Tuesday, April 14, 2009

Passion is the key

I wanted to be in this (younger) man’s shoes some day, and oh, to wear my own shoes by then! That would be some achievement!


Recession sees more interest in Talentpreneur Hub’s start-up programme

Tan Hui Leng



IT IS the worst of times. It is the best of times. As a pall darkens over the economy, costume designer Muhammad Razy Ibrahim thought it was an opportune time to set up his own business.

090408-Entrepreneur The 28-year-old resigned from his regular job in January to strike out on his own. Today, he runs his start-up Costume Di Amour from his parents’ four-room flat in Jurong West.

“My friends thought I had a mental disorder,” he said. “They thought it was a very risky move because there’s no safety net if something goes wrong.”

But for the fashion graduate from the University of Huddersfield, it was time to set up shop — recession or not. Thankfully, his family was supportive.

“I’ve always wanted to set up my own business in fashion and have been thinking about it for a while,” he said. “So, I finally stepped forward and did it.”

For now, Mr Muhammad Razy does everything himself, from designing to sewing.

Like many small businessmen, cash flow has been his number one problem.

Fortunately, he has been winning clients by collaborating with event management companies. He has found some corporate clients, like Standard Chartered Bank.

Mr Muhammad Razy is currently in the midst of a 10-week start-up programme with private company Talentpreneur Hub, which helps young companies develop their businesses.

Talentpreneur Hub’s founder Ken Koh has been seeing more interest in the programme, especially from 20- and 30-somethings who have been toiling as salarymen and women for years.

“In a recession, opportunity costs are lower. You have more time to plan. Overhead costs like rental and manpower are lower,” said Mr Koh, who is an entrepreneur himself.

Furthermore, people may be more willing to work for an SME when big multi-nationals tighten their headcounts and budgets.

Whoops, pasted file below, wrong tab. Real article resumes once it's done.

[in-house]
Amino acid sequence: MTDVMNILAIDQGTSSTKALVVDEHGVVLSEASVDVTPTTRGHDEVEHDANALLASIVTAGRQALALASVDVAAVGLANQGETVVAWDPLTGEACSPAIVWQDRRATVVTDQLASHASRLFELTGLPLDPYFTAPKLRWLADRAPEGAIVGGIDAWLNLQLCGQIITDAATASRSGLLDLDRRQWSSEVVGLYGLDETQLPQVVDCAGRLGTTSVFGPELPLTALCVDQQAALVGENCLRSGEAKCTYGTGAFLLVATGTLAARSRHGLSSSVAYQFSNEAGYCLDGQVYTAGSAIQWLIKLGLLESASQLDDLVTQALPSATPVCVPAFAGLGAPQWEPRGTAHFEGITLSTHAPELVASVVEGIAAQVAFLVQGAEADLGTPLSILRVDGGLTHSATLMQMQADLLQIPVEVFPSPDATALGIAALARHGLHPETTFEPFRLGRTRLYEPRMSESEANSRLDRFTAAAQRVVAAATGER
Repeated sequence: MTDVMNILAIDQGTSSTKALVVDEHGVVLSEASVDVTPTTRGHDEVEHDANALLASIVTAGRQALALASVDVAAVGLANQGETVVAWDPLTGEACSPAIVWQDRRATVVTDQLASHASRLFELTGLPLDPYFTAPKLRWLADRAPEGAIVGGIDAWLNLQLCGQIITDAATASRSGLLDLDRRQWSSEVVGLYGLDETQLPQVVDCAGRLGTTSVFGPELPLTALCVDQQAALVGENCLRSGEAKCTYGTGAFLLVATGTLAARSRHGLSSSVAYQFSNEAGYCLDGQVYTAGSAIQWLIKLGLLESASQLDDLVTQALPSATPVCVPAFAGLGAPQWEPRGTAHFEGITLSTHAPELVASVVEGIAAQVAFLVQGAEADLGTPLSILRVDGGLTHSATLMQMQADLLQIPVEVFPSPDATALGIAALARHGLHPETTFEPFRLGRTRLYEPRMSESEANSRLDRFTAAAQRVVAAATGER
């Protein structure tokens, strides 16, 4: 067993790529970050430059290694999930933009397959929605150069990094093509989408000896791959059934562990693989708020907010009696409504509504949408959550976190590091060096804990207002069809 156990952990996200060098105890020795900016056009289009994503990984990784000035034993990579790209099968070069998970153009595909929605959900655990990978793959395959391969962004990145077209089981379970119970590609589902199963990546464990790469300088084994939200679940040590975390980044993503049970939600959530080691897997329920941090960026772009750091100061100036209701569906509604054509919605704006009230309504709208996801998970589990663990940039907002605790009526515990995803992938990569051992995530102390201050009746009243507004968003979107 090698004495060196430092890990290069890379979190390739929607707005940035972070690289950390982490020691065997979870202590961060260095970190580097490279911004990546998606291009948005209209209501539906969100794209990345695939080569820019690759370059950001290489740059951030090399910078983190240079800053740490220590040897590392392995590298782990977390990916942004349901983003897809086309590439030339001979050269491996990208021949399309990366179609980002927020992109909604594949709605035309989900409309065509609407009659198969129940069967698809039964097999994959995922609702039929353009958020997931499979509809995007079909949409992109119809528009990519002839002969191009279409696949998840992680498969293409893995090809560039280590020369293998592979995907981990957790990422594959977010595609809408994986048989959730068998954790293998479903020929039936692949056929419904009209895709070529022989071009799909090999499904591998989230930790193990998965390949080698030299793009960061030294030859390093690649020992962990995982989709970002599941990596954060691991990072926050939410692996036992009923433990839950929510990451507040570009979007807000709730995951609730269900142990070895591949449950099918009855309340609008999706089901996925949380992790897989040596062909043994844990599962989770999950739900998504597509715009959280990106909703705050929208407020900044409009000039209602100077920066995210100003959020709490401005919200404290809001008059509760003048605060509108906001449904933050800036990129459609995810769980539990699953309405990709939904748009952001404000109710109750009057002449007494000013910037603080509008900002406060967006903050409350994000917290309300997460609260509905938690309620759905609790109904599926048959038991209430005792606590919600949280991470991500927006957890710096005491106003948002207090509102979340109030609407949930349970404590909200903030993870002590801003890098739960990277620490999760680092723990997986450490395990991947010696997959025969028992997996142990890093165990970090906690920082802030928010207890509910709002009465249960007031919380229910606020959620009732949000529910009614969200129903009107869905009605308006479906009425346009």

Another start-up that has benefitted from Talentpreneur Hub’s mentorship is Optimal Online Marketing (OOM), which offers online marketing solutions like search engine optimisation.

Set up two years ago by three secondary schoolmates from Deyi Secondary School, the business is now profitable with over 50 clients. Among them are familiar names like restaurant chain Jack’s Place.

“I think we are very lucky to be living in times when you don’t need a lot of capital,” said managing director of OOM, Wayne Eo.

If aspiring Singapore entrepreneurs want some inspiration, they should perhaps take a look at David Evans who started his business Grass Roots in London in the thick of the 1980 recession.

Toiling long hours in a basement office in Oxford Street with just himself and a typist, the then-32-year-old was clear about what he wanted and where he wanted to take his firm. Today, his performance improvement firm is a multinational operating in 16 countries with over 1,000 staff worldwide. Even in the downturn, it is now expanding in Asia with Singapore as its hub.

Rolls Royce and Bentley, Toyota, Barclays and HSBC count among his clients.

“Whether you start a business in a recession or during good times, the key is passion,” Mr Evans said.


From TODAY, Enterprise – Wednesday, 08-April-2009


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